International migration affects the Dominican Republic greatly, as it receives, mass illegal Haitian immigration and the integration of Dominicans of Haitian descent are major issues. A large Dominican diaspora exists, mostly in the United States, contributes to development, the Dominican Republic is the most visited destination in the Caribbean. The year-round golf courses are major attractions, the island has an average temperature of 26 °C and great climatic and biological diversity. The country is the site of the first cathedral, castle and fortress built in all of the Americas, located in Santo Domingos Colonial Zone, a World Heritage Site. Music and sport are of importance in the Dominican culture, with Merengue and Bachata as the national dance and music
A resort is a self-contained commercial establishment that endeavors to provide most of a vacationers wants, such as food, lodging, sports and shopping, on the premises. The term resort may be used for a property that provides an array of amenities, typically including entertainment. A hotel is frequently a central feature of a resort, such as the Grand Hotel at Mackinac Island, some resorts are timeshare or fractionally owned, or wholly owned condominium complexes. A resort is not always a commercial establishment operated by a single company, commonly these facilities are of higher quality than would be expected if one were to stay at a hotel or eat in a towns restaurants. Closely related to these resorts are convention and large meeting sites, generally these occur in cities where special meeting halls, together with ample accommodations as well as varied dining and entertainment, are provided. An all-inclusive resort charges a price that includes most or all items. At a minimum, most inclusive resorts include lodging, unlimited food, sports activities, all-inclusive resorts are found in the Caribbean, particularly in Dominican Republic and elsewhere.
Many offer sports and other included in the price as well. They are often located in warmer regions, the all-inclusive model originated in the Club Med resorts, which were founded by the Belgian Gérard Blitz. Some all-inclusive resorts are designed for specific vacation interests, for example, certain resorts cater to adults, while even more specialized properties accept couples only. Other all-inclusive resorts are geared toward families, with facilities like craft centers, game rooms, all-inclusive resorts are very popular locations for destination weddings. A spa resort is a short term residential/lodging facility with the purpose of providing individual services for spa-goers to develop healthy habits. Historically many such spas were developed at the location of natural hot springs or sources of mineral waters, golf resorts are resorts that cater specifically to the sport of golf, and include access to one or more golf course and or clubhouse. Golf resorts typically provide golf packages that provide visitors with all greens and cart fees, range balls, accommodations, in North America a ski resort is generally a destination resort in a ski area.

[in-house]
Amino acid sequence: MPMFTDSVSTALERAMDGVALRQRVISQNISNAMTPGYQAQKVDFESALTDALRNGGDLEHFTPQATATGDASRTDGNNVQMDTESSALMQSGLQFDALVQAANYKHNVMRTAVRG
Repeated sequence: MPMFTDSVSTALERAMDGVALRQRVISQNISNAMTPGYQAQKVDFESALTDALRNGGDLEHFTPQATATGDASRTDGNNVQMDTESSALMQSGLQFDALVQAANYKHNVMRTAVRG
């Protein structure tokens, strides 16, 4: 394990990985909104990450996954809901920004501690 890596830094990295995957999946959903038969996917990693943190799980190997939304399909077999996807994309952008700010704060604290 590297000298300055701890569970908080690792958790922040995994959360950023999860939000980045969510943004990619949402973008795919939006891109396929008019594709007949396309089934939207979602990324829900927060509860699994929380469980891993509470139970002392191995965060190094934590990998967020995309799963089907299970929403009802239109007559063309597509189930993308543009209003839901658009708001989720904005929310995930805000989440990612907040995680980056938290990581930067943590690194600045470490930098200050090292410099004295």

Ski resort is less likely to refer to a town or village, a megaresort is a type of destination resort which is of an exceptionally large size, such as those along the Las Vegas Strip. In Singapore integrated resort is a euphemism for a destination resort. A holiday village is a type of self-contained resort in Europe, a holiday camp in the United Kingdom refers to a resort where the accommodation is in chalets. The term holiday park is used for a resort where the accommodation includes static caravans, there are 1500+ timeshare resorts in the U. S. that are operated by major hospitality, timeshare-specific, or independent companies
Romeo y Julieta (cigar)
The Romeo y Julieta marque was established in 1875 by Inocencio Alvarez and Manin Garcia. The brand is the Spanish name for Shakespeares famous tragedy, between 1885 and 1900, the brand won numerous awards at different tasting exhibitions. However, the brand truly bloomed after it was acquired by Jose Pepin Rodriguez Fernandez, former head of the Cabañas factory in Havana, and his firm, Rodríguez, Argüelles y Cia, in 1903. As a result of his salesmanship, the brand became popular around the world among wealthy customers. At its height, as many as 2000 personalized cigar bands were produced for customers, the branded was known at this time for specializing in figurado cigars, such as perfectos and pirámides, with over a thousand such shapes believed to have been in production. Sir Winston Churchill was perhaps the brands most famous devotee, the flagship vitola of the brand is named in his honor, a long 7 by 47 ring gauge cigar known as the Churchill. The Cuban government nationalized the brand and still produces and distributes it worldwide as one of its top-selling global brands.